We recently published “The Definitive Guide to Multiple Impulse Therapy” ebook to help define how the PulStar works for those who aren’t familiar, and to hopefully expand understanding within our seasoned multiple impulse therapy (MIT) doctors.
The ebook, which includes ten chapters—from the origins of MIT to its applications—is full of research data, interesting tidbits and little-known facts. We’re sharing it with you here in our blog because MIT is growing so rapidly that it has really moved beyond the PulStar and into a place of significance in the chiropractic community.
For example, did you know:
- MIT helps treat other areas of pain on the body—not just the spine. MIT effectively treats soft tissue and extremities, including conditions such as frozen shoulder, extremity numbness, joint pain, plantar fasciitis and more.
- MIT is leading to chiropractic discoveries. In fact, in 2016, PulStar inventor Dr. Joseph Evans used the research behind the PulStar to better define the role of calcium pump in musculoskeletal pain. Other organizations such as the European Space Agency, the Medical University of Lodz in Poland, Jingxi Hospital in Beijing and the University of Zurich, have also used the PulStar to study pain.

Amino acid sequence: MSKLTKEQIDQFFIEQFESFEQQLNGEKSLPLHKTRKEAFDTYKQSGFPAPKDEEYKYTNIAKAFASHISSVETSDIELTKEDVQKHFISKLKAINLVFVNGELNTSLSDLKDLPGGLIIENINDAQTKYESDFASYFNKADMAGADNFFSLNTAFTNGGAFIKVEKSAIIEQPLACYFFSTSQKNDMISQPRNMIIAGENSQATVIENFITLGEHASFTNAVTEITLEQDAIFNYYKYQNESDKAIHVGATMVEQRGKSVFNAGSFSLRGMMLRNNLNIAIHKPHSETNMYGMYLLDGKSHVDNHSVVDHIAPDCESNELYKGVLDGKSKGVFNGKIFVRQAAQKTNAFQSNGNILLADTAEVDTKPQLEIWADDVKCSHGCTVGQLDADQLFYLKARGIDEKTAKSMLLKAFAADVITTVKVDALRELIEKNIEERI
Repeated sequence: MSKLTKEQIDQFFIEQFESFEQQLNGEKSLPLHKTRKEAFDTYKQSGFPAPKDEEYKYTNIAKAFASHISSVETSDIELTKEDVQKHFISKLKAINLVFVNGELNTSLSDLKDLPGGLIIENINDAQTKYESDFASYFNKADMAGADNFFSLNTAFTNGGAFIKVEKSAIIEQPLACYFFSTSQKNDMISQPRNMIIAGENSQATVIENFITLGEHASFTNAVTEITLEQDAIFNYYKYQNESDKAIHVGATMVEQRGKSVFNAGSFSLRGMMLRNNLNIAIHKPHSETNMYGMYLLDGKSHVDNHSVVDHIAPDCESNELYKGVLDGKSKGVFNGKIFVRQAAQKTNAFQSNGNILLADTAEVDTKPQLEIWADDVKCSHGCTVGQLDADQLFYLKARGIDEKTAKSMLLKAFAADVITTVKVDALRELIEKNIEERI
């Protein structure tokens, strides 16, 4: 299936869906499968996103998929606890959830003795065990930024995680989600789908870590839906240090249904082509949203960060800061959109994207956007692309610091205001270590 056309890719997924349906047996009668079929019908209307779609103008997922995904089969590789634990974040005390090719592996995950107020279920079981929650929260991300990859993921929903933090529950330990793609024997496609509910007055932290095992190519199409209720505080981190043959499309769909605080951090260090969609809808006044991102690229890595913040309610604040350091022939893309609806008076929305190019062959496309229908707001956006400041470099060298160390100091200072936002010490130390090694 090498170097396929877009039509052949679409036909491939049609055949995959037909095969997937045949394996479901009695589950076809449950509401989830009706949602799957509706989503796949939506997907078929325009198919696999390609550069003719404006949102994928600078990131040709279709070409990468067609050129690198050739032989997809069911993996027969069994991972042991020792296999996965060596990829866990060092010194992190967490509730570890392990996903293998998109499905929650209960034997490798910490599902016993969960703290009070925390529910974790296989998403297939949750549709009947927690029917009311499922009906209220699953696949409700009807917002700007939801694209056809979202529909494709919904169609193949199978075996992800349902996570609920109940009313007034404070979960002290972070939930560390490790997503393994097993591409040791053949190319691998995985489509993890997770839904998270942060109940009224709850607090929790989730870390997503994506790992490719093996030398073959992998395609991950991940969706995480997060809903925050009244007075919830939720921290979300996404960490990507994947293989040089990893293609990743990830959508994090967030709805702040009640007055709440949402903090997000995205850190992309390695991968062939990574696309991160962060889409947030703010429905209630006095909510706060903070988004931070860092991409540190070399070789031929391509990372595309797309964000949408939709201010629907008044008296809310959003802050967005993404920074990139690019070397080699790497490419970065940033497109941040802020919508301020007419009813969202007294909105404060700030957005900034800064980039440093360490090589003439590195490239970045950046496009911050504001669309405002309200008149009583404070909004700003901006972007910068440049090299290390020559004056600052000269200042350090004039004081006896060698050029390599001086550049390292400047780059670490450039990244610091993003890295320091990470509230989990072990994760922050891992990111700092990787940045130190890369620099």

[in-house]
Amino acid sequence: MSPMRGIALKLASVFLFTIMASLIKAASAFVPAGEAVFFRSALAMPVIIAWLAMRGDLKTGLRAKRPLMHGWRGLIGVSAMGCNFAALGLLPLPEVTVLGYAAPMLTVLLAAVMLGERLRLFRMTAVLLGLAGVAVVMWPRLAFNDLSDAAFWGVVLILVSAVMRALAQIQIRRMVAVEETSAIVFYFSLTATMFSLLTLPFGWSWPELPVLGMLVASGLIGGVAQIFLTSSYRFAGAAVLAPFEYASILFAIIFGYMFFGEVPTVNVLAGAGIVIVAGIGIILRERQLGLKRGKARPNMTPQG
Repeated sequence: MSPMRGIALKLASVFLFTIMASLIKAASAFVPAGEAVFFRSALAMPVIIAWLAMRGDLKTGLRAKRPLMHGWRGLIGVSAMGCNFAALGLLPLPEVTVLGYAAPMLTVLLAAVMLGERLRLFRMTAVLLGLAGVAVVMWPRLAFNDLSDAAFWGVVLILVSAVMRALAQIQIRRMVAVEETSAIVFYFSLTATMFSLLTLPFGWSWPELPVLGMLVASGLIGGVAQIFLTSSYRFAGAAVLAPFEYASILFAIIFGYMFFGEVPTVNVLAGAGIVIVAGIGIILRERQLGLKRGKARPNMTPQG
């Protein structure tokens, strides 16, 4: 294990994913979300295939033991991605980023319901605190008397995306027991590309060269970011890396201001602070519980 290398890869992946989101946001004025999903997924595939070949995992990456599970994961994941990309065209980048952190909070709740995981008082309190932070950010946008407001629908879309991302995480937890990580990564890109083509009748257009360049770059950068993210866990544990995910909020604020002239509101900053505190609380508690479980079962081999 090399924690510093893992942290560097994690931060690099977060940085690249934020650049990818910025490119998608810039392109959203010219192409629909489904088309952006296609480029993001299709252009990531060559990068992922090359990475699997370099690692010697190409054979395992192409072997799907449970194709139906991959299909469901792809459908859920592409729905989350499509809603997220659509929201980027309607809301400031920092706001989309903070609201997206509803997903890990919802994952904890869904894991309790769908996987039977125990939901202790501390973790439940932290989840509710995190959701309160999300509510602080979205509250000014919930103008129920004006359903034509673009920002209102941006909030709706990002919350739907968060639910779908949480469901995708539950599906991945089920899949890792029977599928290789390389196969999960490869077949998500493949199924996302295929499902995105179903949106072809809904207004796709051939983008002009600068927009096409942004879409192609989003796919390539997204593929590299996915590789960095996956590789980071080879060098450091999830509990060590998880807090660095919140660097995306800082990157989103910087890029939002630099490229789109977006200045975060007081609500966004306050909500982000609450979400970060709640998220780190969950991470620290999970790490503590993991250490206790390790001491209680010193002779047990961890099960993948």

- Because MIT is different from manual therapy, it produces different results. Patients receiving MIT often get better faster, allowing doctors to transition them into wellness plans more easily. It also helps save doctors’ hands from the wear and tear of administering manual treatment every day.
- MIT is high-tech. The PulStar records each session, generates automatic reports and produces easily-digestible charts which show exactly where misalignment is occurring and how to fix the problem.
- Since MIT was invented in the ’80s, MIT systems have evolved and are gaining a loyal following. PulStar MIT now includes an analysis function, software and various attachments to achieve different results. In fact, the PulStar has become so ingrained in the chiropractic community that Palmer College is teaching the PulStar techniques in their new Assisted Adjustment Techniques course.